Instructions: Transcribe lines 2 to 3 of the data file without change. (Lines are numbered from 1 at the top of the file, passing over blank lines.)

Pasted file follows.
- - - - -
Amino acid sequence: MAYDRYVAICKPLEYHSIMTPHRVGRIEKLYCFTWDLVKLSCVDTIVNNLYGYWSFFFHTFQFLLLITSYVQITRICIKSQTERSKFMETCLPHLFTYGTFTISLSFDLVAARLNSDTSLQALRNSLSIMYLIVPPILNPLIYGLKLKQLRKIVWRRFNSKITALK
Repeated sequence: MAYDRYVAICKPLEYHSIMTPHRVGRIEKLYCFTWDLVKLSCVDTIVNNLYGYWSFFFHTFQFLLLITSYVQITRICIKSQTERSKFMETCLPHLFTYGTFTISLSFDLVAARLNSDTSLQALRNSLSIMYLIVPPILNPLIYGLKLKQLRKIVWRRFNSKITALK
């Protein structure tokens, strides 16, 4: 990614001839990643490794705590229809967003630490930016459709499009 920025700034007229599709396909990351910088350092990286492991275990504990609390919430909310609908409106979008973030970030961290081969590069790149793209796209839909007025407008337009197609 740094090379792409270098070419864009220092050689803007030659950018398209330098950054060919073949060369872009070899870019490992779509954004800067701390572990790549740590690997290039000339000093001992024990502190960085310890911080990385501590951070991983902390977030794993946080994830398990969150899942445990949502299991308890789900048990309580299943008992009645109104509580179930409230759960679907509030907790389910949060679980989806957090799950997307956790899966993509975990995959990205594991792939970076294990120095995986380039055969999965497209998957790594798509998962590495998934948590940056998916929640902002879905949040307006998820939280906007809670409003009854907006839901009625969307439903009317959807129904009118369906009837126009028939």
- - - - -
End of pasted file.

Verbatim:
Repeated sequence: MAYDRYVAICKPLEYHSIMTPHRVGRIEKLYCFTWDLVKLSCVDTIVNNLYGYWSFFFHTFQFLLLITSYVQITRICIKSQTERSKFMETCLPHLFTYGTFTISLSFDLVAARLNSDTSLQALRNSLSIMYLIVPPILNPLIYGLKLKQLRKIVWRRFNSKITALK
């Protein structure tokens, strides 16, 4: 990614001839990643490794705590229809967003630490930016459709499009 920025700034007229599709396909990351910088350092990286492991275990504990609390919430909310609908409106979008973030970030961290081969590069790149793209796209839909007025407008337009197609 740094090379792409270098070419864009220092050689803007030659950018398209330098950054060919073949060369872009070899870019490992779509954004800067701390572990790549740590690997290039000339000093001992024990502190960085310890911080990385501590951070991983902390977030794993946080994830398990969150899942445990949502299991308890789900048990309580299943008992009645109104509580179930409230759960679907509030907790389910949060679980989806957090799950997307956790899966993509975990995959990205594991792939970076294990120095995986380039055969999965497209998957790594798509998962590495998934948590940056998916929640902002879905949040307006998820939280906007809670409003009854907006839901009625969307439903009317959807129904009118369906009837126009028939």